Although Downey isn't necessarily noted for its tourist attractions, it has one at this time of the year--courtesy of an 85-year-old resident.
Once again, as he has since 1955, Carl Seiler has on the front lawn of his house at 7227 Rio Flora Place an 88-foot length of tracks. On them are the large handmade and stationary cars of the North Pole Express, occupied by such miniature dummies as an engineer, baggage clerk, diners, a waiter and--on the rear platform--a waving and speaking Santa.
Seiler, a former shipyard worker and installer of bank burglar alarms, said that he got the idea when he and his late wife, Alice, used to belong to a railroad club that chartered trains for trips.
He and a friend, Wally Ong, later collaborated on making the large wooden and metal model set. Another friend, Don Huth, recorded actual steam and whistle blowing sounds during one of the club's trips, sounds that now emanate from the display.
"The locomotive is an 1860 model and contains a head-moving engineer. This is followed by a wood tender, then a Wells Fargo Express Baggage Car complete with a clerk at a 3-foot desk, then a dining car with the passengers seated at tables with lighted lamps, and finally an observation car."
Viewing is free from 6 to 10 every night through New Year's Eve.
The Santa sings "Jingle Bells" and says: "This is a rough trip, but it sure beats my sleigh and reindeer."
Continuing with the holidays, a modern touch will be added to tradition at noon Wednesday at the Los Angeles ORT Technical Institute at 635 S. Harvard Blvd., a Jewish-sponsored institution.
Students and faculty will symbolically celebrate the lighting of the traditional Hanukkah candles by means of a robot. The actual holiday begins at sundown next Friday.
"The robot was designed and built by the World ORT Union in England," an institute spokesman said. "It is controlled by a computer that will direct the robot's arm in lighting the candles."
Toys for 6000 Tots
And the Fred Jordan Mission at 5th Street and Towne Avenue downtown, which has served the needy for nearly four decades, expects more than 6,000 children outside the facility at 11 a.m. Saturday for its annual Christmas party benefiting the underprivileged.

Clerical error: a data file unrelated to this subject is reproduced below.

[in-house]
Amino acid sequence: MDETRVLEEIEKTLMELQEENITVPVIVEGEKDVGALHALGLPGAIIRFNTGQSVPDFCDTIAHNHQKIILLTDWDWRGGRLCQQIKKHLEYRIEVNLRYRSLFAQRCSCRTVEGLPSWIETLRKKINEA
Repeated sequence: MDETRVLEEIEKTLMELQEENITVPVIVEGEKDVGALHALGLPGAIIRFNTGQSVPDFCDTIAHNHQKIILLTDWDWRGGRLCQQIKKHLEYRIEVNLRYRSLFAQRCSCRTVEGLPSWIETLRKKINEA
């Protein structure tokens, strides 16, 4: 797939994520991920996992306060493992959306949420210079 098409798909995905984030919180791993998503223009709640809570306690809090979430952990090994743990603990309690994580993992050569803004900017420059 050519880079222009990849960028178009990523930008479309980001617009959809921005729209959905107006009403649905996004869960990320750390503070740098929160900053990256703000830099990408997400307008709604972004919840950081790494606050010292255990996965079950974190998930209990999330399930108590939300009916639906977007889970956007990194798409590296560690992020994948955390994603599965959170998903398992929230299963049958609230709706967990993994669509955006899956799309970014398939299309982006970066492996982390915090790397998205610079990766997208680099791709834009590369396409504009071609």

"We hope to distribute about 21,000 toys, some of them from the Marine Corps' Toys for Tots Campaign," the Rev. Fred Jordan said. "Additionally, we hope to distribute to the adults 3,000 sacks of donated food."
A Match Made in BH
It had to happen department: The Beverly Hills Chamber of Commerce now has on its staff a community affairs officer named--are you ready?--Beverly Hill.
"It's her real name, on her birth certificate," executive director Mike Sims said.
This Pothole's for You
Call it a pothole, chuckhole, time to re-tire.
Help is on the way: More than a few lucky Los Angeles residents are getting free certificates entitling them to the filling within 24 hours of a pothole of their choice--certificates sent out this week as the result of an idea by Maureen Kindel, president of the Board of Public Works Commissioners.
"Each of the 15 City Council members received at least 200 of the certificates, as did 52 neighborhood homeowner associations," a commission spokesperson said. "They may distribute them as they see fit."
The certificates bear the seal of the Department of Public Works, Bureau of Street Maintenance, and are entitled "Operation Pothole." They include a diagram allowing the recipient to describe the location.
Indeed a hole-hearted effort.
Scott Lends Helping Hand
Last August, Scott Paper Co. began Helping Hand, a program in Southern California, Arizona and Nevada whereby a nickel from each sale of the seven household products bearing that name was distributed among six charities: The United Cerebral Palsy Associations, Cystic Fibrosis Foundation, Leukemia Society of America, March of Dimes Birth Defects Foundation, National Assn. for Sickle Cell Disease, and National Easter Seal Society.
Last week, at the Titus Street Nursery in Panorama City, run by United Cerebral Palsy, the results were announced. "So far," said Scott spokesman W. C. Bird, "$400,000 has been collected for the charities."
Delivery With an Antler
In the enterprise-is-still-with-us department, Bruce Kramer of Los Angeles has started a new business called Moose Mini Move.
What it offers, generally for $37, is same-day pickup and delivery of large items, such as might be purchased at a store, couldn't fit into a car, and would normally await the store's delivery schedule.
"Our four bright red trucks are recognizable," Kramer said. "Each has artificial moose antlers on the roof."
A Grip That Could Kill
Helen Miller, a 79-year-old great-grandmother from Pasadena, has reached the goal she set at the beginning of the year: Crochet 300 toy animals.
"I used four-ply yarn to make elephants, bears, mice and birds, and each is about six inches tall," she said. "They were distributed to County-USC Medical Center and Friends of Foster Children."